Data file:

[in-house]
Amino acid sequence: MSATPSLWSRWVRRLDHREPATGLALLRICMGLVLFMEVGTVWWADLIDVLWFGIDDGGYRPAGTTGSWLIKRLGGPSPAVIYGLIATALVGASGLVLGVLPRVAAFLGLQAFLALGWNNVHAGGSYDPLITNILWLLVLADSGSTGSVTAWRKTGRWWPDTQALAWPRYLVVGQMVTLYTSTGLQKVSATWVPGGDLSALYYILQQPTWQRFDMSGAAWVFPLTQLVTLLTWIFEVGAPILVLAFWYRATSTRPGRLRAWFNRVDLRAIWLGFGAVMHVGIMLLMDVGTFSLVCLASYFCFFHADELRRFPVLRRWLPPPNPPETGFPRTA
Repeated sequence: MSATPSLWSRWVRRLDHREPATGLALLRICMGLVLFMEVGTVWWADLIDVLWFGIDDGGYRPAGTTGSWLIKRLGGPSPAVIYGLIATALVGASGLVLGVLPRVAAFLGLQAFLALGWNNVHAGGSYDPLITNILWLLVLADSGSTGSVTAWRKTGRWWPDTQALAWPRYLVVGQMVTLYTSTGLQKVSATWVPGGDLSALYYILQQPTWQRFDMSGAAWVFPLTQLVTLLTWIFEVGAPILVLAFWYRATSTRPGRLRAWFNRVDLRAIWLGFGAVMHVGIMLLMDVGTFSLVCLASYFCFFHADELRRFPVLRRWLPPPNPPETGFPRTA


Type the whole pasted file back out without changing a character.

[in-house]
Amino acid sequence: MSATPSLWSRWVRRLDHREPATGLALLRICMGLVLFMEVGTVWWADLIDVLWFGIDDGGYRPAGTTGSWLIKRLGGPSPAVIYGLIATALVGASGLVLGVLPRVAAFLGLQAFLALGWNNVHAGGSYDPLITNILWLLVLADSGSTGSVTAWRKTGRWWPDTQALAWPRYLVVGQMVTLYTSTGLQKVSATWVPGGDLSALYYILQQPTWQRFDMSGAAWVFPLTQLVTLLTWIFEVGAPILVLAFWYRATSTRPGRLRAWFNRVDLRAIWLGFGAVMHVGIMLLMDVGTFSLVCLASYFCFFHADELRRFPVLRRWLPPPNPPETGFPRTA
Repeated sequence: MSATPSLWSRWVRRLDHREPATGLALLRICMGLVLFMEVGTVWWADLIDVLWFGIDDGGYRPAGTTGSWLIKRLGGPSPAVIYGLIATALVGASGLVLGVLPRVAAFLGLQAFLALGWNNVHAGGSYDPLITNILWLLVLADSGSTGSVTAWRKTGRWWPDTQALAWPRYLVVGQMVTLYTSTGLQKVSATWVPGGDLSALYYILQQPTWQRFDMSGAAWVFPLTQLVTLLTWIFEVGAPILVLAFWYRATSTRPGRLRAWFNRVDLRAIWLGFGAVMHVGIMLLMDVGTFSLVCLASYFCFFHADELRRFPVLRRWLPPPNPPETGFPRTA